Paper is an important part of modern society, we use it constantly in our everyday lives. We use it for communicating, we use it for art and petry, we write letters and record our thoughts and feelings. we use it to connecting and having fun with each other. But how is paper actually made? How do we turn wood into sheets of paper for our use?
Papermaking actually involves several processes to turn a piece of wood log into our paper products, these including writing paper, drawing paper, stickers, news paper, not books, etc... The list of paper products is endless. However there are three key steps to the process of papermaking.
But first lets start by asking the questiom, what is paper ?
In simple terms paper is a dried, compressed mat of plant fibers—nothing more, nothing less. It's a bit like clothing you can write on. No, really! Clothes are made by weaving together yarns such as cotton and wool spun from natural fibers. Paper is more like the fabric we call felt, made without the weaving stage by pressing together cellulose fibers extracted from plants and trees so they knit and fuse to form a strong, solid, but still very flexible mat.
Most paper pulp is made from trees (mainly fast-growing, evergreen conifers), though it can also be made from bamboo, cotton, hemp, jute, and a wide range of other plant materials. Smooth papers used for magazines or packaging often have materials such as china clay added so they print with a more colorful, glossy finish.
To kick-start the pulping process, the logs are debarked. The bark has to be stripped from the logs since it cannot be use in papermaking. The water used is filtered on the spot and reused for other logs, reducing the amount of water wastage. Together with other by-products of the manufacturing process, they are used to generate electricity to power up the mills and nearby towns. The debarked logs are then chipped into small pieces before undergoing a process called chemical pulping.
Chemical and Mechanical Pulping
This next process breaks down the chemical called lignin which is in the wood, and the end result is, pulp! Pulp is like a thicker, less refined version of paper.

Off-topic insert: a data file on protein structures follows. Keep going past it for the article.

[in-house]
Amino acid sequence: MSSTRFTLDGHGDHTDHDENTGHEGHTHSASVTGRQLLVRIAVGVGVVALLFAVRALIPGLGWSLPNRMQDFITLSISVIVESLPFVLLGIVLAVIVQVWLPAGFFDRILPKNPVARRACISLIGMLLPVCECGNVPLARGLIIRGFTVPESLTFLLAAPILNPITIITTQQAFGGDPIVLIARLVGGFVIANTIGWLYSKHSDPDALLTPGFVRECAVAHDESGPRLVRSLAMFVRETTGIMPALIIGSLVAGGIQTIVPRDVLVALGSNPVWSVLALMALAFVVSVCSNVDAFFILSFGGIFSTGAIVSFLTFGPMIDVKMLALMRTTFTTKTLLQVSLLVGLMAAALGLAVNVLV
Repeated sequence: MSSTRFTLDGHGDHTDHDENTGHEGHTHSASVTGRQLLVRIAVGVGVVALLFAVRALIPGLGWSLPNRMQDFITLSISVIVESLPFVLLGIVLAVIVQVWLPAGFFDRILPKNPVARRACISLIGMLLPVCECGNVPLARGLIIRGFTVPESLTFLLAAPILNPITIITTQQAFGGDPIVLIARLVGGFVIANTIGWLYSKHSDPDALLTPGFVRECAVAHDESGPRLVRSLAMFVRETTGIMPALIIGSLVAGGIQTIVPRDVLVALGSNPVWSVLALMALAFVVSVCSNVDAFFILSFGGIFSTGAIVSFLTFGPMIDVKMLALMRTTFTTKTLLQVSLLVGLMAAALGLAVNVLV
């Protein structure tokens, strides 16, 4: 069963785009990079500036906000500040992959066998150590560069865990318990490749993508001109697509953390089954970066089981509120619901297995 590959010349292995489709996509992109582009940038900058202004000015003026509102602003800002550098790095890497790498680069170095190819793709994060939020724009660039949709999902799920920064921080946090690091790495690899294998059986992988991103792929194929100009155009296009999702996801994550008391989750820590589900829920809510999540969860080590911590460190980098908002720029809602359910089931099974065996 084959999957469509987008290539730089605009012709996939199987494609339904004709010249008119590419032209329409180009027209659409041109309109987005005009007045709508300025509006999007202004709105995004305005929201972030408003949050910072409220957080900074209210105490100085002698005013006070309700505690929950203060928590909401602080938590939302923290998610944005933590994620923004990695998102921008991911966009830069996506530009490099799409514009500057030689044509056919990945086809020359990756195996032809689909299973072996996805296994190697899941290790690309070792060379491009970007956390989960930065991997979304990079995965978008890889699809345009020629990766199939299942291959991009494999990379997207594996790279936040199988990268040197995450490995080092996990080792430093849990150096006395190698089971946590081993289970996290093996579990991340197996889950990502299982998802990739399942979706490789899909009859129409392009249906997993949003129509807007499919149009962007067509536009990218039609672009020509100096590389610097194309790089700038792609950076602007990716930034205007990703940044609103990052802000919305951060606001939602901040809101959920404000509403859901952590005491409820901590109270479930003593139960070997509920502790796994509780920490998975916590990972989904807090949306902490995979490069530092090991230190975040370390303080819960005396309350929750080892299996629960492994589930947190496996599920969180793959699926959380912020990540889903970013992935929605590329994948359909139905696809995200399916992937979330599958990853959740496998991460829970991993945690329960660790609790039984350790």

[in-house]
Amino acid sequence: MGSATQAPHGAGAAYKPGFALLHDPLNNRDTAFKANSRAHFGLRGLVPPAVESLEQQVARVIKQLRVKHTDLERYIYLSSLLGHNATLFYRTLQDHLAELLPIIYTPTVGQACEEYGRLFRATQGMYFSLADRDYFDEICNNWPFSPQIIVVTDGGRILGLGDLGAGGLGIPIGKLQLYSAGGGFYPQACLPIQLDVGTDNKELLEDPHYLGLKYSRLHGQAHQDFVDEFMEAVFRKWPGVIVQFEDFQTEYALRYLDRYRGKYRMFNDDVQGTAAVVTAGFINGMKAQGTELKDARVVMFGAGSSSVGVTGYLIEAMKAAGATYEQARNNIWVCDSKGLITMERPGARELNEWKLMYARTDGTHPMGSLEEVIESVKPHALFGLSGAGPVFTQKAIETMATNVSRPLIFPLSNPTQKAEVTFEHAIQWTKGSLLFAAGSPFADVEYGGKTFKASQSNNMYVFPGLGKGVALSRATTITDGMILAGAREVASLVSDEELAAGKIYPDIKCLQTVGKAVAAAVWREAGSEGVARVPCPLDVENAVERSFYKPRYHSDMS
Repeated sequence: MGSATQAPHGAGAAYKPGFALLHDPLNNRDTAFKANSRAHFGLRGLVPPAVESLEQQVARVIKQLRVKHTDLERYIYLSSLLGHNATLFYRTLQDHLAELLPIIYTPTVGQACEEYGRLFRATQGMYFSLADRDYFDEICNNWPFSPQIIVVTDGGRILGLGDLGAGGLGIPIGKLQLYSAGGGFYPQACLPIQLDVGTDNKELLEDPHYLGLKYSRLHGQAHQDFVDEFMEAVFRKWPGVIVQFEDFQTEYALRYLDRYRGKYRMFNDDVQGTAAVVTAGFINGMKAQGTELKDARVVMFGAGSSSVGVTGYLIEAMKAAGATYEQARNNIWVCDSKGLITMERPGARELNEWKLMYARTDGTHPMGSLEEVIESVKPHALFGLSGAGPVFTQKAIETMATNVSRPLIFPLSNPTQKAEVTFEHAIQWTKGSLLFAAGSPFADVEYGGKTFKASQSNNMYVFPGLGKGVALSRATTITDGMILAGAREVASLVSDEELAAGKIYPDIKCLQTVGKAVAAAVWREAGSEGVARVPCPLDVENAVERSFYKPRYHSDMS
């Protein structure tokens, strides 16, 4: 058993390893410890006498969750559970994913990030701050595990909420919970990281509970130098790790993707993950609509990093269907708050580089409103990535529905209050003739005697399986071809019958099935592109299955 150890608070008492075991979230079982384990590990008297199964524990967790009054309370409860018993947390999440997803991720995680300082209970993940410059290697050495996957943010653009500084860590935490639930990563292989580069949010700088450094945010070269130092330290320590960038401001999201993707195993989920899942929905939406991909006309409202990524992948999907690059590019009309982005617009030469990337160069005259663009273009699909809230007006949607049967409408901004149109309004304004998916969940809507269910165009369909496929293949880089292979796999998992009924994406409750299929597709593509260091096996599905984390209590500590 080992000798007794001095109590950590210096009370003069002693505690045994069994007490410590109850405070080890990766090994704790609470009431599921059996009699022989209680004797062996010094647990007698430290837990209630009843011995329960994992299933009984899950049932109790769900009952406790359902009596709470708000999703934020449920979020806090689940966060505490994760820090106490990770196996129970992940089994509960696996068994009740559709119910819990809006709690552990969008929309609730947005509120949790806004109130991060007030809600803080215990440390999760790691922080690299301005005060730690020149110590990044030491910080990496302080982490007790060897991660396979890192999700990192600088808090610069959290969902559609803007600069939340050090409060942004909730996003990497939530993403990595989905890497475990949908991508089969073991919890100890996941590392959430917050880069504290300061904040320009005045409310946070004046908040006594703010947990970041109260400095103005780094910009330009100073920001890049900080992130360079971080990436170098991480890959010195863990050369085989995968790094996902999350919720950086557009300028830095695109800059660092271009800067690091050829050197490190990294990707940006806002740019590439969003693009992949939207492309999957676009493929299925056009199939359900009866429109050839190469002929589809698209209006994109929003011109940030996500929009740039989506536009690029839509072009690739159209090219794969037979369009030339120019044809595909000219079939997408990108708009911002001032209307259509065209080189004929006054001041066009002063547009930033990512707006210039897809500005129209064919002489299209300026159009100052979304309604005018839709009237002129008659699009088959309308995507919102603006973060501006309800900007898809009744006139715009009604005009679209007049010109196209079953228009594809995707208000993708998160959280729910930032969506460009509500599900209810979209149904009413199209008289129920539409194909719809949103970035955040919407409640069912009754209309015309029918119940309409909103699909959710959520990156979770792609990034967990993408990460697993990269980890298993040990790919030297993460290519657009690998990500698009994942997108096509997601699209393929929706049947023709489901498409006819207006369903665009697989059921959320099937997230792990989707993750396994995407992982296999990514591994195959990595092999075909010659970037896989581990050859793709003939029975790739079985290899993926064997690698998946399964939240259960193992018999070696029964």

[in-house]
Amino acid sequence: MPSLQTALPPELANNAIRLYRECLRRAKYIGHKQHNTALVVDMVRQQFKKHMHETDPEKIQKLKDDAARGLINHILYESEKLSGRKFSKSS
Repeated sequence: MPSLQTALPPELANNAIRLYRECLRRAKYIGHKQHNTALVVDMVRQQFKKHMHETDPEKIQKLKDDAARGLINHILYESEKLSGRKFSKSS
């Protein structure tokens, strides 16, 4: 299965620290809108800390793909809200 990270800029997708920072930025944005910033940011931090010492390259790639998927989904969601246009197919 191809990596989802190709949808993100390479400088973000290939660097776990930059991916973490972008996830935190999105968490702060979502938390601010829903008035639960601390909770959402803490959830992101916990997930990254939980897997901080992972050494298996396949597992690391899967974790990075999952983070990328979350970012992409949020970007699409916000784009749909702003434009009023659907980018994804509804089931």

Here's the basic idea: you take a plant, bash it about to release the fibers, and mix it with water to get a soggy suspension of fibers called pulp (or stock). Then spread the pulp out on a wire mesh so the fibers knit and bond together, squeeze the water away, dry out your pulp, and what you've got is paper!
After being meshed, screened and dried, the pulp can be used to make high paper and printing products, like newsprint and magazine paper. But to be turned into stationery paper, the pulp needs a little bit more work.
The pulp is pumped into a large papermaking machine, which stretches almost four times the length of an Olympic-size swimming pool and stands as high as a three-storey building. Starting at the first section called the head box, the pulp mass is squirted through a horizontal slit over a moving wire mesh to remove excess water.
Moving at almost 90 kilometres an hour, the thin mats are fed into the press section, where up to 50% of the water content is squeezed out, up to 90% of water in this entire manufacturing process is also recycled.
Paper making sheet drying
Once all these process's are completed the end paper can be used in all of the wonderful products that are solde by companies such as My Little Anget Arts & Crafts. Products such as scrap books, note books, and memo pads.
Here, the fibres begin to spread out and take the form of a thin sheet, thus giving this part of the process its name, sheet formation.
Things then start heating up as the sheets are dried at above a hundred degree Celsius over a series of cast-iron cylinders. But the journey for premium quality paper doesn’t end there.